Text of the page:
Recently, I was asked what the top three items would be on my wish list for dialysis. I was pretty sure about the top one item. Portability, without doubt. I miss the ability to travel for long periods without resorting to in-centre four-hour sessions. Currently, travel is restricted to a maximum of two nights away from home. If, under some rare circumstances I do have to travel for longer durations, I would need to go to a centre. With NephroPlus dialysis centres in many places now, quality of dialysis is no longer a concern. However, the whole aspect of having to restrict my diet and fluids and laying in bed awake for four hours during a session seems rather painful.
A portable dialysis machine
However, pressed for two more items on the wish list set me thinking. What were the other problems for me in dialysis? Considering that I get daily, nocturnal sessions, I can’t even say less diet and fluid restrictions because I have none.
Water treatment comes to my mind as a huge pain. First off, the water treatment plant occupies a large space in my home. There are minor issues once in a way. I need to put it on to fill up my treatment water tank once every day I dialyze. So, if there was a way this could be eliminated in some manner, it would be a huge relief.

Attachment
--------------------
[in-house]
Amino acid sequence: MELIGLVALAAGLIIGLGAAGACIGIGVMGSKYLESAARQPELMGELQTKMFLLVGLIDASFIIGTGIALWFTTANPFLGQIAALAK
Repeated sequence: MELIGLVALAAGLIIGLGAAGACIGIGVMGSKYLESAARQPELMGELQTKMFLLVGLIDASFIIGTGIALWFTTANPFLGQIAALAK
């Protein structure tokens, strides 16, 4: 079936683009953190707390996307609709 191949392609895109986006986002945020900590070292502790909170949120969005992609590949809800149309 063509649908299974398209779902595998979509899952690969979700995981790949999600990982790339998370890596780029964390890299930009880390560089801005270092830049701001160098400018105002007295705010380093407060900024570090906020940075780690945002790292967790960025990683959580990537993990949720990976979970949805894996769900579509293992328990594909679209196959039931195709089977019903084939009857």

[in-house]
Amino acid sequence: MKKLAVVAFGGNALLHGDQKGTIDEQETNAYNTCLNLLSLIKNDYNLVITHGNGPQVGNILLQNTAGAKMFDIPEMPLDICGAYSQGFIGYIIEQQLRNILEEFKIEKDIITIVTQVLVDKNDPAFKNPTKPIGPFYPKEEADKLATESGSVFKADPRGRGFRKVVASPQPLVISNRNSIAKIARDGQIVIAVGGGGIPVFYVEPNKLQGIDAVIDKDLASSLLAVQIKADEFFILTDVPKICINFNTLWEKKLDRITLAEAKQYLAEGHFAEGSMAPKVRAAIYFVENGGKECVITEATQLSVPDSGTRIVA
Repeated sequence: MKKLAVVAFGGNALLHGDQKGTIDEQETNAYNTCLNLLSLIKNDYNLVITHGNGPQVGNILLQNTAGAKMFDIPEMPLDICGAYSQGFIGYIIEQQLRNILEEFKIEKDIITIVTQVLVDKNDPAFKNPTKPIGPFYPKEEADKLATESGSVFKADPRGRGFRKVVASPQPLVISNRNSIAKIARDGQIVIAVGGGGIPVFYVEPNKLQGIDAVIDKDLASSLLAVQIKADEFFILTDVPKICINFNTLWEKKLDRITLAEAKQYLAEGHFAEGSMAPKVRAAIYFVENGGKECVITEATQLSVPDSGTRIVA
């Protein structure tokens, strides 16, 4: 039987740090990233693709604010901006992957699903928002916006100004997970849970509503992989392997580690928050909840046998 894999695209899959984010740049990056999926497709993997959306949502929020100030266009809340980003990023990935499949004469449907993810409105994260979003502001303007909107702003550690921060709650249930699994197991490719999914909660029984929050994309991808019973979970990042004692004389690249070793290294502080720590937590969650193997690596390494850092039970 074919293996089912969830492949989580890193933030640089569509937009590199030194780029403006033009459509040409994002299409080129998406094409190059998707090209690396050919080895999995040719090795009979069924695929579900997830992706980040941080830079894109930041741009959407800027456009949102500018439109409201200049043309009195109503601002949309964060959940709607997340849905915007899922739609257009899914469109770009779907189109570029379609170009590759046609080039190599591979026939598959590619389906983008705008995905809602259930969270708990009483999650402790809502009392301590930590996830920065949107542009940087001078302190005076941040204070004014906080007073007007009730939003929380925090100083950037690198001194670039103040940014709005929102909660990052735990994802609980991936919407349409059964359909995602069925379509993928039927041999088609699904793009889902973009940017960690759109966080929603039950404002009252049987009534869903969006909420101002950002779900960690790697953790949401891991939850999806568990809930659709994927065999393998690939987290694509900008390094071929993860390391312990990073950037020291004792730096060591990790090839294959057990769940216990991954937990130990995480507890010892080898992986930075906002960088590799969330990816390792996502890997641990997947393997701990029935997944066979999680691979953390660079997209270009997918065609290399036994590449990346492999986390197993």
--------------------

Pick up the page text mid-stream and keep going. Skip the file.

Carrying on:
A water treatment plant
The third thing I would like is for the machine to be able to detect how much water to remove during my session. This is a big problem for me on dialysis. It is also a major problem for many other patients. Figuring out the dry weight is a challenge that has not as yet been resolved satisfactorily. Currently this is done only by indirect methods like checking for oedema, breathlessness, blood pressure, incidence of cramps and hypotension etc.
There are machines available that operate on the principle of bioimpedance that claim to be able to estimate the amount of excess fluid in the body but their accuracy is questionable. I am sure there could be some way by which the dialysis machine could check the density of the blood and figure out how much excess fluid is there and set the Ultrafiltration target appropriately.
Dialysis has not seen much innovation over the past several decades. Apart from the NxStage System One that addressed the problem of portability, hardly anything else has been released. What the dialysis industry needs today is a major shake-up of things and bring in a wave of innovation that truly addresses the several problems we patients face on a regular basis.